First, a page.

Suit up, show up, and sweep my side of the street.

In recovery, I have learned that I need to take care of my business, not everybody else's. Before I got into recovery,  anger ripped through me when somebody stood me up or cut me off. I felt let down, defeated, due to other people's shortcomings. In sobriety, I care less about what they do because I have learned that I ultimately cannot control  them.  I may be able to influence them if I have some power over them, but usually the other person's behavior is beyond my control or not worth the effort of my trying to control them. So, I spend less time pointing out their defects (taking their inventory). Rather, I take my own inventory and work on getting rid of my defects. Knowing I am imperfect and still have much to learn, I try my best to suit up (be at my best), show up (be where I am supposed to be in heart and mind), and sweep my side of the street (change my own issues not theirs). It' such a relief trying to do something possible (improving myself) rather than banging my head against the wall and then using to kill the pain of trying to do something impossible (changing them). But how, you are thinking, does one stop being abused by someone else?  Answer: You consult with a counselor about what you can do to change how you handle the relationship, not what the other person can do to change the relationship. Usually what you can do is to stop enabling the other person to abuse you. We enable someone to abuse us when we think we love or need an abusive person - or when we think we can help, save, or fix an abusive person. Interestingly, when we stop enabling, the other person often has a better chance of changing than when we were enabling.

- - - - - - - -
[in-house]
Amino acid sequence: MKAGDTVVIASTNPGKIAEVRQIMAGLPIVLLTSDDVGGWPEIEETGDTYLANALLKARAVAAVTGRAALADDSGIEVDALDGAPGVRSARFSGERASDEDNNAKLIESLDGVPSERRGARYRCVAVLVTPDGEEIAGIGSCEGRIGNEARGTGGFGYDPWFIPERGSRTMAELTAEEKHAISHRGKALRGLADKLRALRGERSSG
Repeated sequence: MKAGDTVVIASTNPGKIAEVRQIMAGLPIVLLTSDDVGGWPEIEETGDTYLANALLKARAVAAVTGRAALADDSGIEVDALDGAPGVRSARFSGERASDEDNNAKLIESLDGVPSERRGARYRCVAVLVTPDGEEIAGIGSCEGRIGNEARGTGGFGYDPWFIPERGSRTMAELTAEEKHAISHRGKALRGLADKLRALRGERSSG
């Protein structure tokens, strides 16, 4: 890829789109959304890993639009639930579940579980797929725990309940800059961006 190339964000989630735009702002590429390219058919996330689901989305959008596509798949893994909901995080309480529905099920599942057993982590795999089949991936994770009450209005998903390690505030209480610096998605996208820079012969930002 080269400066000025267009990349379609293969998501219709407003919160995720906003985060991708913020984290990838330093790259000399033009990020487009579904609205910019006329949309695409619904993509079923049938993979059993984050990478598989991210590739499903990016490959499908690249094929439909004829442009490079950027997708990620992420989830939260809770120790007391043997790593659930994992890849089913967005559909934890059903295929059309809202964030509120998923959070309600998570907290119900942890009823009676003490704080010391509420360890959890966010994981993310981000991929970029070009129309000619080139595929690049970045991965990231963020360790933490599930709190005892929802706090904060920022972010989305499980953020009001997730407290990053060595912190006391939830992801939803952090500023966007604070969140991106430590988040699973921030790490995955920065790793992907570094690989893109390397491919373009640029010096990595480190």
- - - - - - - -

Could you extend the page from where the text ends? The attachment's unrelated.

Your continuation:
Every time I am tempted to judge, criticize, change or control someone else, I am going to use that temptation to ask myself what I can change about myself to be at peace. A key question is do I need to admit that I am in a toxic relationship that warrants changing how I participate in the relationship.